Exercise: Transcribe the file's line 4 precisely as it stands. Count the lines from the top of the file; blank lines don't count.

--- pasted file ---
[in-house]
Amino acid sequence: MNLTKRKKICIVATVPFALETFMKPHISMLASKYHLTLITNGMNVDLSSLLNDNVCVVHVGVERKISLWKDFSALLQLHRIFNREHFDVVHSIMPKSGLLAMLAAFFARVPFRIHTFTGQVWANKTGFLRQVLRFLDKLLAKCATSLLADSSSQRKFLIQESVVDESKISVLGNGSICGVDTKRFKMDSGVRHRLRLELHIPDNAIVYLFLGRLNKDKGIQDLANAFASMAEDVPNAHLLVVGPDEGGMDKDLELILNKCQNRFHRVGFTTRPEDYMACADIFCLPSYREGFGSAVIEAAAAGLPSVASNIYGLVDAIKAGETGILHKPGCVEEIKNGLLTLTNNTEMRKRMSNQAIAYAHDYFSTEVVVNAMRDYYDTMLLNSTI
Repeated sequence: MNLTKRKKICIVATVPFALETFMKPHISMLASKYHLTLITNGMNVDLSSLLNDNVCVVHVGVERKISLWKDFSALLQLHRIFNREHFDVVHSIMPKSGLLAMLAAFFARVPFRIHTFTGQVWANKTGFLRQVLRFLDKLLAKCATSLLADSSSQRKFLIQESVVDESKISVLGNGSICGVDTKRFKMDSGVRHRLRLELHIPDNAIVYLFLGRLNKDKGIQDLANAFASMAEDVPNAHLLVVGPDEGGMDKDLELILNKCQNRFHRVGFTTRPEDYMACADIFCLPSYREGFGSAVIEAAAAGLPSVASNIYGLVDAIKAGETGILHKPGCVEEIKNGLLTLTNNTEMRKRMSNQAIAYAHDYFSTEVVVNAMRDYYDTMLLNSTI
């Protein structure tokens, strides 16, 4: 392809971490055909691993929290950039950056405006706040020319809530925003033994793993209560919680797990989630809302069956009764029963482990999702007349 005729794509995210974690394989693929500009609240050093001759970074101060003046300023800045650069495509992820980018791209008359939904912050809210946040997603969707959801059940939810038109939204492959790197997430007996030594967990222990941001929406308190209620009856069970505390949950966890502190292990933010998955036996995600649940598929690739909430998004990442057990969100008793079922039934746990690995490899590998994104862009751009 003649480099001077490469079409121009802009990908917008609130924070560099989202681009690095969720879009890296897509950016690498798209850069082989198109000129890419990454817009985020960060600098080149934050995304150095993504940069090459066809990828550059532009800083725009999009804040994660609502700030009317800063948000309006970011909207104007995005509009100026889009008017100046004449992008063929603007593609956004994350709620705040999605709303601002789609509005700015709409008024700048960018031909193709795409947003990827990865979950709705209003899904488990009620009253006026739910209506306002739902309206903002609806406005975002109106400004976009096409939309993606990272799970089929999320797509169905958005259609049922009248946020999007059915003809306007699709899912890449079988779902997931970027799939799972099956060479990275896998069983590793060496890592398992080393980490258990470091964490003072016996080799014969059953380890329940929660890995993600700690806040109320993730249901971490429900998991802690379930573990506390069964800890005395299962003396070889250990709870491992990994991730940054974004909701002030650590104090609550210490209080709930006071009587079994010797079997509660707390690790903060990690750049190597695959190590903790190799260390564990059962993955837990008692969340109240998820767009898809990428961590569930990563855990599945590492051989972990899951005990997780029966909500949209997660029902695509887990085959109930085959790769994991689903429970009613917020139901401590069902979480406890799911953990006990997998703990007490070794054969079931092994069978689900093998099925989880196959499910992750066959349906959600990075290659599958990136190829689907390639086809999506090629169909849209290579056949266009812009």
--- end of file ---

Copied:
């Protein structure tokens, strides 16, 4: 392809971490055909691993929290950039950056405006706040020319809530925003033994793993209560919680797990989630809302069956009764029963482990999702007349 005729794509995210974690394989693929500009609240050093001759970074101060003046300023800045650069495509992820980018791209008359939904912050809210946040997603969707959801059940939810038109939204492959790197997430007996030594967990222990941001929406308190209620009856069970505390949950966890502190292990933010998955036996995600649940598929690739909430998004990442057990969100008793079922039934746990690995490899590998994104862009751009 003649480099001077490469079409121009802009990908917008609130924070560099989202681009690095969720879009890296897509950016690498798209850069082989198109000129890419990454817009985020960060600098080149934050995304150095993504940069090459066809990828550059532009800083725009999009804040994660609502700030009317800063948000309006970011909207104007995005509009100026889009008017100046004449992008063929603007593609956004994350709620705040999605709303601002789609509005700015709409008024700048960018031909193709795409947003990827990865979950709705209003899904488990009620009253006026739910209506306002739902309206903002609806406005975002109106400004976009096409939309993606990272799970089929999320797509169905958005259609049922009248946020999007059915003809306007699709899912890449079988779902997931970027799939799972099956060479990275896998069983590793060496890592398992080393980490258990470091964490003072016996080799014969059953380890329940929660890995993600700690806040109320993730249901971490429900998991802690379930573990506390069964800890005395299962003396070889250990709870491992990994991730940054974004909701002030650590104090609550210490209080709930006071009587079994010797079997509660707390690790903060990690750049190597695959190590903790190799260390564990059962993955837990008692969340109240998820767009898809990428961590569930990563855990599945590492051989972990899951005990997780029966909500949209997660029902695509887990085959109930085959790769994991689903429970009613917020139901401590069902979480406890799911953990006990997998703990007490070794054969079931092994069978689900093998099925989880196959499910992750066959349906959600990075290659599958990136190829689907390639086809999506090629169909849209290579056949266009812009």